How Ian Martin became the foremost piss-taker of architecture, then politics. Rory Olcayto interviews the AJ’s star columnist and author of The Coalition Chronicles
More from: Lost in epic f*cking space
If the AJ Writing Prize was for the best essay on ‘epic space’, the winner would surely be The Creative on Sunday’s Darcy Farquear’say. In a five-page spread on
Cockbun + Melisma’s Shonky House in Dalston, east London, he writes: ‘Here, a torqued baton of freshlybaked radicalism still warm from the mind-oven of
Britain’s most exciting hipster collective… effortless visual hyperbole, from the Klimt pebbledashing to an ironic security fence… a defiant, snot-nosed punk of
a building, it stands pissed and gobby amid the square drabness of its terrified neighbours, brandishing its planning permission like an Asbo.’
Who else has got the nerve to write so… accurately? Darcy, and his ‘trophy dachshund’ Bauhau, is of course* fictional, one of many brilliant caricatures created by
former AJ news editor Ian Martin for his back-page column, a piss-take of the world of ‘epic space’ hammered out weekly for over 22 years. Remember Norman Conquest, ‘the charmless tit who angered the RIPBA’? His appearance in Martin’s column in 2006 coincided with BNP member Peter Philips’ bid to become RIBA president: ‘I expect every stout-hearted architectural yeoman now flying the flag of St George to vote for me.’ Idiot, as Martin would say. And Molly Bismuth, the incumbent president of RIPBA introduced this year (that’s the Royal Institute for the Protection of British Architects) who wants ‘everything to be more pop-up and FUNK-AY!’
Martin’s career began when he joined the architectural press in the 1980s, starting with a stint at Building Design because he ‘needed a job a bus ride away’. When he joined the AJ, says Martin, ‘the bloke I replaced as news editor was a beacon of cultured learning, loved and admired by the profession. I was ignorant and vulgar.’ Architecture was ‘a culture shock’. But this distance and tension is the reason why Martin writes more perceptively about the profession than anybody else.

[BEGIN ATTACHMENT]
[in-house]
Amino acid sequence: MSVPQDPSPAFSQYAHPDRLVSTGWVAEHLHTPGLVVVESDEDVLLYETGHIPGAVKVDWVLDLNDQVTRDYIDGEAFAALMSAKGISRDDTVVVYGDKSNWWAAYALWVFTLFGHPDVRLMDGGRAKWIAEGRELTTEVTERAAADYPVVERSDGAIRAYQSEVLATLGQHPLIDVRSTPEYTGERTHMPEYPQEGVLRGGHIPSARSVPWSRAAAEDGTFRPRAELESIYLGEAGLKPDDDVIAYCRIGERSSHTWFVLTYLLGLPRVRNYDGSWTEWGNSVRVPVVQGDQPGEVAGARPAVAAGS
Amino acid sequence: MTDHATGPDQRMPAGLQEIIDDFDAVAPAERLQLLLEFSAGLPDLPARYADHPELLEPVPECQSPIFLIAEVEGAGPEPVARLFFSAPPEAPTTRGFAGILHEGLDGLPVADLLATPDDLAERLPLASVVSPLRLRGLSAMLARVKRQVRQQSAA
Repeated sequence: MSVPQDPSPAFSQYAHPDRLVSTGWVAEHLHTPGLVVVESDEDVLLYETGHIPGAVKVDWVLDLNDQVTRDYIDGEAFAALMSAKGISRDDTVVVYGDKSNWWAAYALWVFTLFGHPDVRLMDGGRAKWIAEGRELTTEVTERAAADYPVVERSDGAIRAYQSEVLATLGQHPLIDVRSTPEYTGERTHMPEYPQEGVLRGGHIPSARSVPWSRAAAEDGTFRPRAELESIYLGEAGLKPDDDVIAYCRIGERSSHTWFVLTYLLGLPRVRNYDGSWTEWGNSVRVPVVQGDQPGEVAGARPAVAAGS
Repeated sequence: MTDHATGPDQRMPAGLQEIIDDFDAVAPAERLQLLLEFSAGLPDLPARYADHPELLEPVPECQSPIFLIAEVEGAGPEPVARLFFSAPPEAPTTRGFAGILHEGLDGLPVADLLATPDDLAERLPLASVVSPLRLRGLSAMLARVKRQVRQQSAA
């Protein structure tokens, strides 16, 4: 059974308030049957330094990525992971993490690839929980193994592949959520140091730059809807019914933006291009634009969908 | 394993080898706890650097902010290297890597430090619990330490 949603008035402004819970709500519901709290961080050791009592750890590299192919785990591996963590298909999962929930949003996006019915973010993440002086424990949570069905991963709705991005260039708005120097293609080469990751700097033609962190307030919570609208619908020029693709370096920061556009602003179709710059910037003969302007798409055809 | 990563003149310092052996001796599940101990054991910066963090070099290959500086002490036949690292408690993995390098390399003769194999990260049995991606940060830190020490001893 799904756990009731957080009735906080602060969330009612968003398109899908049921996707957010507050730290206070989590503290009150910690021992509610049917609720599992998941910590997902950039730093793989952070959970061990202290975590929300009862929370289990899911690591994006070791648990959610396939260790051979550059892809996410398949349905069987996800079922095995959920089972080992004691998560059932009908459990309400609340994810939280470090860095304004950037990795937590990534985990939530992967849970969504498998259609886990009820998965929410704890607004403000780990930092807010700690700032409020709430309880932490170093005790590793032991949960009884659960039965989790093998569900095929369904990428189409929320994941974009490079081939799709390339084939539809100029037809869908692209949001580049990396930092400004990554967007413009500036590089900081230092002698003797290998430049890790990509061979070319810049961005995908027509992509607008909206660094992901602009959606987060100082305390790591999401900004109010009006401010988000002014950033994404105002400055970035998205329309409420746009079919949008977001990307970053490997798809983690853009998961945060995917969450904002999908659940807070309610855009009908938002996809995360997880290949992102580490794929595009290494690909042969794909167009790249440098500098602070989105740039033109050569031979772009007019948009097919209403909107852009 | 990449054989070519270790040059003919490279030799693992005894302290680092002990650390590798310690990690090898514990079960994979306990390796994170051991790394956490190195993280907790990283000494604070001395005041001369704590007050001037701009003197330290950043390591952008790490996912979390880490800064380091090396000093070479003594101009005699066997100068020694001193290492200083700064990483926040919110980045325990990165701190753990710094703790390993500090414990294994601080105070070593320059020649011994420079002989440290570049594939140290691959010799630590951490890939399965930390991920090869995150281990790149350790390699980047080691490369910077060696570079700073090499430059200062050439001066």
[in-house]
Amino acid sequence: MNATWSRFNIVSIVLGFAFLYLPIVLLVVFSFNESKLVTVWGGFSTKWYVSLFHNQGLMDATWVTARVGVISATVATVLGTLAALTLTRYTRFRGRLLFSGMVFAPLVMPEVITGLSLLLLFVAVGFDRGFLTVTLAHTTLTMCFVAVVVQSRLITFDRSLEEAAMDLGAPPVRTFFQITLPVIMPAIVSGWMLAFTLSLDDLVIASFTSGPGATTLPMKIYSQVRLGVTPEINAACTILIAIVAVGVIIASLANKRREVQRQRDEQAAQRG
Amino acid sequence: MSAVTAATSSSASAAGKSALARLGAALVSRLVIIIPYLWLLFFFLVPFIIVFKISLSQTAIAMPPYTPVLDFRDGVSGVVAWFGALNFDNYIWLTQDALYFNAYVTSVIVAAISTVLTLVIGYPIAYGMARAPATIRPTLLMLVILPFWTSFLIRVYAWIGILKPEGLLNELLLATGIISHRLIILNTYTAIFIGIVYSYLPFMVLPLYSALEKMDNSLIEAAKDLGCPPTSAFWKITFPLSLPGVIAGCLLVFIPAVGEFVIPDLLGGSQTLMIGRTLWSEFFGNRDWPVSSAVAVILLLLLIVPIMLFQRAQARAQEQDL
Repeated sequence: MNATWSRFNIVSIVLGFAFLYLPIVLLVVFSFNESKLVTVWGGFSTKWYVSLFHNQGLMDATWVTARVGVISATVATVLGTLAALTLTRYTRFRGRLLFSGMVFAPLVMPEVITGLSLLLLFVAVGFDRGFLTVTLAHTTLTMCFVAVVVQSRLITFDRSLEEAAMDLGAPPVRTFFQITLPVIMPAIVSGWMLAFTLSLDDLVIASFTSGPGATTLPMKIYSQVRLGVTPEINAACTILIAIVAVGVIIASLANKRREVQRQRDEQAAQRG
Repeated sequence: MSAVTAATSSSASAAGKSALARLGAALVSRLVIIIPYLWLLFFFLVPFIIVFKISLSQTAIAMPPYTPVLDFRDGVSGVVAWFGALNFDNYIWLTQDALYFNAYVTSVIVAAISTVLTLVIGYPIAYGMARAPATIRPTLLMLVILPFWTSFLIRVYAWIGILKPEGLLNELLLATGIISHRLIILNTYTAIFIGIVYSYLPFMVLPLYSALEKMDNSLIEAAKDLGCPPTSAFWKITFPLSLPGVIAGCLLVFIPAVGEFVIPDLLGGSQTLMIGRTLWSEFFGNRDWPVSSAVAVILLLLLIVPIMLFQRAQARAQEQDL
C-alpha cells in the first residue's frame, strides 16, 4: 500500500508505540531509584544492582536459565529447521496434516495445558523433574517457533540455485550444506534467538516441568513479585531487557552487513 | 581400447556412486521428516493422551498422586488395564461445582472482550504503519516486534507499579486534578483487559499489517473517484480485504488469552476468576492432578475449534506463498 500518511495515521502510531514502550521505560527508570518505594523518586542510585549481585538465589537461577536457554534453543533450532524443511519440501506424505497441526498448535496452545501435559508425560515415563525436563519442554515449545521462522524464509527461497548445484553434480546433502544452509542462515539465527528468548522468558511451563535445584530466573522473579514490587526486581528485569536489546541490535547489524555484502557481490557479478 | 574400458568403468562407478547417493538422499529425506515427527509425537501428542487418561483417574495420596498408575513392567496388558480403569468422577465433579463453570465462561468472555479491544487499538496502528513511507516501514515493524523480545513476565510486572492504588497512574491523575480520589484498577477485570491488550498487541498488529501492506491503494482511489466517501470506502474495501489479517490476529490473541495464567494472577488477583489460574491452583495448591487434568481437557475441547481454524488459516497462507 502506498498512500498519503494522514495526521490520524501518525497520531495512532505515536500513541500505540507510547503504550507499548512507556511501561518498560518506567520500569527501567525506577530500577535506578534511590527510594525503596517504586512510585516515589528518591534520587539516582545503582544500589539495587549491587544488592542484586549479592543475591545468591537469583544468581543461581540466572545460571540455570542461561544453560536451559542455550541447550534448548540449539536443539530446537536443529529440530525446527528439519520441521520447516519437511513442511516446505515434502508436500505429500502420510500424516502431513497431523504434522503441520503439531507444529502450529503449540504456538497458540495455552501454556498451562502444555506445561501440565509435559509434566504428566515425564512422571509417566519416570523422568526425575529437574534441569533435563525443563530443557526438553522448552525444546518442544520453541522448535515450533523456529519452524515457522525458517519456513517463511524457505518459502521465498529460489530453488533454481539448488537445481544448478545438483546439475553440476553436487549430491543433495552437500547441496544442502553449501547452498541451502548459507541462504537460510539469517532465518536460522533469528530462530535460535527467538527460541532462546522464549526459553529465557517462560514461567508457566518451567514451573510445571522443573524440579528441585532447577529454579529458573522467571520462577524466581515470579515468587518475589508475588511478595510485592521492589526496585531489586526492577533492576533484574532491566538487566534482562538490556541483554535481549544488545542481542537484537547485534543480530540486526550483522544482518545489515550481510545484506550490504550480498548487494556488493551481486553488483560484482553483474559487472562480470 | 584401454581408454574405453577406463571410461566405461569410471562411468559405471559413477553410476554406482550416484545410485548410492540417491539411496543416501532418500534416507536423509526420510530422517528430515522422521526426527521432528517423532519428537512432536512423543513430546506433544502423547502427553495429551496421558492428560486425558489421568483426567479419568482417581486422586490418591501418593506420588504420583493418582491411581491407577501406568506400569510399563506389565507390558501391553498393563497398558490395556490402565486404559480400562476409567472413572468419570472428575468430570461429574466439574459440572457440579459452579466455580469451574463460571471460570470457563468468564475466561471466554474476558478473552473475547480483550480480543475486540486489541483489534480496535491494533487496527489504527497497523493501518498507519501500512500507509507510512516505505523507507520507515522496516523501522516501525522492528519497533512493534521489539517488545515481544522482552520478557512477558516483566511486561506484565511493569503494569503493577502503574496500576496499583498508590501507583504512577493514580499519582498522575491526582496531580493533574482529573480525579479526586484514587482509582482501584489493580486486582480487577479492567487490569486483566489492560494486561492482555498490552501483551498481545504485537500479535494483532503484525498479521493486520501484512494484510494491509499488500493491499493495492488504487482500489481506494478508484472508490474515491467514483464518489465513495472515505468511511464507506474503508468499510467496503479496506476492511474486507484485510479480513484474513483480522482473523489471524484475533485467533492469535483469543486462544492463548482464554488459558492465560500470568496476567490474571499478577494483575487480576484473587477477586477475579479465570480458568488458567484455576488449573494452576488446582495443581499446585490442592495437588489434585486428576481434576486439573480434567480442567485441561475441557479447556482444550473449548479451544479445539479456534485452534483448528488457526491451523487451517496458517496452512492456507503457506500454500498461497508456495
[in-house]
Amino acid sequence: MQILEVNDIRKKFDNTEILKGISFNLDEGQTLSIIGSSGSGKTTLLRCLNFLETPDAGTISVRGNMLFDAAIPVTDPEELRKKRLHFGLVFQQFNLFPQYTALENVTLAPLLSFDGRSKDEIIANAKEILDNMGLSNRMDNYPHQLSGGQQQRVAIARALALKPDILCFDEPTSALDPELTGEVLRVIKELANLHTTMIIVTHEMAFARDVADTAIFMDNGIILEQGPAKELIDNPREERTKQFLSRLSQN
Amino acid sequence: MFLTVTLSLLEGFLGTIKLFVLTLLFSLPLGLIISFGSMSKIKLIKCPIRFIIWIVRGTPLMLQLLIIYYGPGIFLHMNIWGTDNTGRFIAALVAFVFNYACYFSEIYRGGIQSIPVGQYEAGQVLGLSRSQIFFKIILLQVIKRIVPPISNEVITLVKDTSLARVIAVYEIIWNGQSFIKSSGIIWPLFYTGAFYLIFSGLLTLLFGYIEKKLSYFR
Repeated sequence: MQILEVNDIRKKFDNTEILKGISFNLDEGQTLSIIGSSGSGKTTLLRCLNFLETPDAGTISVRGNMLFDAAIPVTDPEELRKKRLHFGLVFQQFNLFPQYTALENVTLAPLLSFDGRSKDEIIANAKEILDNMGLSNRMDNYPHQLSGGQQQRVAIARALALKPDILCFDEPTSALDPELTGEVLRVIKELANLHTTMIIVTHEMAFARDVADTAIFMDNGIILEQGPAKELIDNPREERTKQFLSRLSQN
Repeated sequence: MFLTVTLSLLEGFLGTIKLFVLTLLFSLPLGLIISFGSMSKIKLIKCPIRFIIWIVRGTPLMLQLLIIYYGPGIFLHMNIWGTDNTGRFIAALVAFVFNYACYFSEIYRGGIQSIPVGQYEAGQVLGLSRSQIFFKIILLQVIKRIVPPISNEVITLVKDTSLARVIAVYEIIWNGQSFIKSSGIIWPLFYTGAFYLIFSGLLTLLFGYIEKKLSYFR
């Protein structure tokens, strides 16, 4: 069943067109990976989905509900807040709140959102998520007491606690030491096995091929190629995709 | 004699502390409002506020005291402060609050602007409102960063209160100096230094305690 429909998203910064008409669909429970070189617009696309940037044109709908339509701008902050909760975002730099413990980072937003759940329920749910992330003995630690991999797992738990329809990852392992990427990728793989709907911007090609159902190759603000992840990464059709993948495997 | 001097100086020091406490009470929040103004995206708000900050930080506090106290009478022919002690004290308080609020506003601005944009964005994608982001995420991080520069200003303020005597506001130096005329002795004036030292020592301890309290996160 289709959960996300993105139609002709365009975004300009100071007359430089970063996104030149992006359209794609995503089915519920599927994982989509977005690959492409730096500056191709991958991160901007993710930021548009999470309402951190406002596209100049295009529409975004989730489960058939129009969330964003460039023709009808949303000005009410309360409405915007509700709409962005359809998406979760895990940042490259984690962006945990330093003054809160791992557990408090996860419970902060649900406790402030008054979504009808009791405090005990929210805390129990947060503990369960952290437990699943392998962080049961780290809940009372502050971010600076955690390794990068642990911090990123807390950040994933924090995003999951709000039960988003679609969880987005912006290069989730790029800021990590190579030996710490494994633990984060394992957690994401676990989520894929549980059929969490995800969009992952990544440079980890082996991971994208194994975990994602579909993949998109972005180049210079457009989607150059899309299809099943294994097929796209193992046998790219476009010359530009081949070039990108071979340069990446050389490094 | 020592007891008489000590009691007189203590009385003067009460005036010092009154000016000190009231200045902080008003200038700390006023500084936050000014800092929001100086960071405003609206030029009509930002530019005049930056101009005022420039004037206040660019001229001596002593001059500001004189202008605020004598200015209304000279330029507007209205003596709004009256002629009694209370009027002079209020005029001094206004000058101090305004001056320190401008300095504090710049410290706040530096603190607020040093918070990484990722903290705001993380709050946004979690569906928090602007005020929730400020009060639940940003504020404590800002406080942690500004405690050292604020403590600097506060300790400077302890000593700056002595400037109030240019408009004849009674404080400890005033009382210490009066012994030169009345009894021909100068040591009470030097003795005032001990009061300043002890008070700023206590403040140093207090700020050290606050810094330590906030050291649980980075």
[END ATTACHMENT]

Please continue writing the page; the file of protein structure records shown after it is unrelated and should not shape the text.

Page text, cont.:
Martin also writes lots of other stuff that has nothing to do with ‘the plasmic arts’. Perhaps you’ve heard that he is the swearing consultant on BBC political satire The Thick of It - he puts the words into Malcolm Tucker’s filthy mouth - but he’s actually a full-blown scriptwriter for the BAFTA-winning show. He also writes Veep, a new HBO comedy set in the office of the US vice-president, with Armando Iannucci. And there’s The Coalition Chronicles, published last month, a very rude, very funny, very angry book targeting Cameron and Clegg and their ‘shit-awful Cabinet of Entitlement’. It’s Martin’s ‘howl of rage’ against a pompous, navel-gazing, greedy world.
Everyone from Stephen Fry to Lady Gaga, but mostly ‘wankers in charge’, gets ripped to shreds. But then,hating things is funny, as Martin tweeted recently. At the Unite-sponsored launch in Westminster’s Red Lion pub last month, standing on a chair to be seen, Martin explained to his audience - Twitter fans (he’s got more than 11,000 followers), media types (David Quantick, India Knight) and friends (me, Hugh Pearman, Owen Hatherley and the Independent’s Simon Carr) - precisely why he wrote the book. ‘I’m 58, OK? It’s my civic duty to be a socialist reactionary.’
The Coalition Chronicles, presented as a series of scenes such as The Iraq Inquiry, Appearance by Tony Blair and Polled Opinions and Banterings: Prime Minister’s Listening Time, has its origins in Martian.fm, a satirical website he began with his brother Paul more than 10 years ago. It featured Hansard Late, a skit on parliamentary transcripts, with ‘added heavy duty swearing’. Hardly anyone read it, says Martin, apart from sketch writer Simon Carr. ‘But eight years ago, Iannucci did read it, liked it and invited me to work for him. It was a massive break.’ The rest, as Tucker might say, is fucking history.
Despite its more political content, one part of Martian.fm is dedicated to ‘epic space’. It’s called Architecture No: Rebuilding the thought environment.
It has links to Jazz Architecture (by Darcy Farquear’say) and the 17th Century Forum, which asks ‘five leading 17th century architects’ for their views on whether
today’s architecture is as good as theirs (‘It made me incline to vomit after one houre of taking, with much sweat and spitting,’ says Wren of the ‘Gherkin’). There
are entries too from Kevin MacCloud’s Diary and a help page with Babie Pampers, rude ethnic design consultant. It’s finely crafted and wickedly funny, like all of Martin’s work. He clearly cares deeply for his profession ‘stuffed with clever, kind people’. But then if you’ve ever read his column, you’ll know this already.
Read a full transcript of Ian Martin’s speech at his book launch here